Germanwings crash cannot be explained by plane's age: experts

A screen grab taken from an AFP TV video on March 24, 2015 shows part of the vertical stabilizer of the Germanwings Airbus A320 at the crash site in the French Alps above the southeastern town of Seyne. AFP Photo

The air disaster in the French Alps cannot be explained by the age of the Germanwings Airbus A320, which at 24-years-old should still have been in excellent condition, experts said Tuesday.        

Modern civilian aircraft are reaching the end of their career at a quarter-century, but should remain in perfect working order due to strict and regular maintenance checks.
The Airbus A320 that mysteriously crashed on Tuesday, killing 150 people, first entered service in 1991, according to Germanwings head Thomas Winkelmann.        

That made it one of the oldest A320s in operation, since the first rolled off production lines in 1988.        
But modern aircraft "can fly for 40 years without a single problem as long as they are well maintained," said Xavier Tytelman, an expert on aviation security who works at the France-based Centre for the Treatment of Fear of Flying.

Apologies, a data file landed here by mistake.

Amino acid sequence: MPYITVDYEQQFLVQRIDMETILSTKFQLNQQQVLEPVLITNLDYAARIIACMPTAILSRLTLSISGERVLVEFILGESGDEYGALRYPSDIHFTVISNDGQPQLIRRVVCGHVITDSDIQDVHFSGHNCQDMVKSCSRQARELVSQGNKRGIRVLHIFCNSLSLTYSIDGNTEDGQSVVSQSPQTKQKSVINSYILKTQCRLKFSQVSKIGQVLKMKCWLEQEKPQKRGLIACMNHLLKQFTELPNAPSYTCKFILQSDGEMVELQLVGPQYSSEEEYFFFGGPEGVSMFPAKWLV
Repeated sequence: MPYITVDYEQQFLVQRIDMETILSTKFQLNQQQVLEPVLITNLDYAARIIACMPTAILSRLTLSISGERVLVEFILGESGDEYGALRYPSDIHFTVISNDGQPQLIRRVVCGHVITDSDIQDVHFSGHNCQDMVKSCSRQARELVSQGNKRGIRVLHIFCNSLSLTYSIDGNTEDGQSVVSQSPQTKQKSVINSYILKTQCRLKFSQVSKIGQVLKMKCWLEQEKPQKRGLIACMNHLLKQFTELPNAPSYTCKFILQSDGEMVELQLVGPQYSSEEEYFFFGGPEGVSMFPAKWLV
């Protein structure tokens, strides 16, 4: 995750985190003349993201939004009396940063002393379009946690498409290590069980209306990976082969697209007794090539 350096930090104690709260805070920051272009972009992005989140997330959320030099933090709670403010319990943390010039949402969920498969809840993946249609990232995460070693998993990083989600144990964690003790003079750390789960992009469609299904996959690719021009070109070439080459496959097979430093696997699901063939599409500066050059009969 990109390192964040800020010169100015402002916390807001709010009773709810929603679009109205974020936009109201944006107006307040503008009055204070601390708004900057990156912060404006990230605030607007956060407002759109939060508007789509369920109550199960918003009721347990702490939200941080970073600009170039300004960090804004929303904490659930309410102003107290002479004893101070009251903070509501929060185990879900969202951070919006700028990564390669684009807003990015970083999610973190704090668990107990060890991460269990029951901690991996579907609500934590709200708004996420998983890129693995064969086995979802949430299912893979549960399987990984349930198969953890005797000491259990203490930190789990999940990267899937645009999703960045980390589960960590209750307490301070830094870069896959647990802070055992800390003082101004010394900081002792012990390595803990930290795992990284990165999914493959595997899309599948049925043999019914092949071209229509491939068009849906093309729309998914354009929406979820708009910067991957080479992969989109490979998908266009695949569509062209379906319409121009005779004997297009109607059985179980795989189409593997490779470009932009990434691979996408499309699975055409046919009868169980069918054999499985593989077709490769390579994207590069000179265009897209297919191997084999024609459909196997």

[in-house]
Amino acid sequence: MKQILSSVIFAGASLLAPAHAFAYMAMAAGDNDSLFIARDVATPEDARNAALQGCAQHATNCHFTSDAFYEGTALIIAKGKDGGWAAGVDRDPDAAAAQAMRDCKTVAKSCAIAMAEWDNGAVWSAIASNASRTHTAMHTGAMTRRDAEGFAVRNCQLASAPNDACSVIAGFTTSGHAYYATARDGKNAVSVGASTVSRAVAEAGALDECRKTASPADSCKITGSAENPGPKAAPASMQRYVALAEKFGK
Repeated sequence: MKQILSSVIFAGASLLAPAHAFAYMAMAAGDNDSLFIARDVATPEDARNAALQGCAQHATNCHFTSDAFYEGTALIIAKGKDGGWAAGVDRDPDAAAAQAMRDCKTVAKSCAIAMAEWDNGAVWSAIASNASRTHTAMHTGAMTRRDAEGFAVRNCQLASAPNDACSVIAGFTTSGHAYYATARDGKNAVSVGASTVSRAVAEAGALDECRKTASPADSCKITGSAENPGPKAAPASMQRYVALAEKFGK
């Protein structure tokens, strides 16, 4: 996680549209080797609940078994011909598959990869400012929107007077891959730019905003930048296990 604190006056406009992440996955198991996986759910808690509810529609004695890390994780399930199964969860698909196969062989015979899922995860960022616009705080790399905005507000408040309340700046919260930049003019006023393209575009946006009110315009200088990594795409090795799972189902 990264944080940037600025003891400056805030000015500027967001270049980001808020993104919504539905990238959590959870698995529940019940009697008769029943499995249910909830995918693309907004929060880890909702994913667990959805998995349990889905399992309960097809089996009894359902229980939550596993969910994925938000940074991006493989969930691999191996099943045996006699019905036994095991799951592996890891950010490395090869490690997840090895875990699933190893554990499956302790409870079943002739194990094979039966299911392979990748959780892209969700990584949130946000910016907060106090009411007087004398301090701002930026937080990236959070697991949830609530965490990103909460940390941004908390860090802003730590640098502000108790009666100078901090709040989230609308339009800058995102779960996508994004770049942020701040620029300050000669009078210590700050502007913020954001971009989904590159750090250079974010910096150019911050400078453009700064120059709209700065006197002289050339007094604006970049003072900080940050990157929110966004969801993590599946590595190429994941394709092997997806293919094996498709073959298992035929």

"Twenty-five years old is not old for an aircraft."       

Some companies outside the European Union push their planes right up to the four-decade limit, and beyond.
IranAir is still using Boeing 747-200 aircraft, according to its website, which were bought by the Shah in the 1970s, in spite of an embargo on parts from the United States after the 1979 revolution.        

The Lockheed Tristar, last built in 1984, is still used by charter companies in Asia.        

And it's not only the general public riding in ageing planes -- the Air Force One used by the US president is actually a Boeing 747 that is a quarter-century old.                        

Connoisseurs have kept much older aircraft in service, such as the antique Douglas DC-3 Dakotas, built in the 1930s and 1940s, which still operate...

Continue reading on: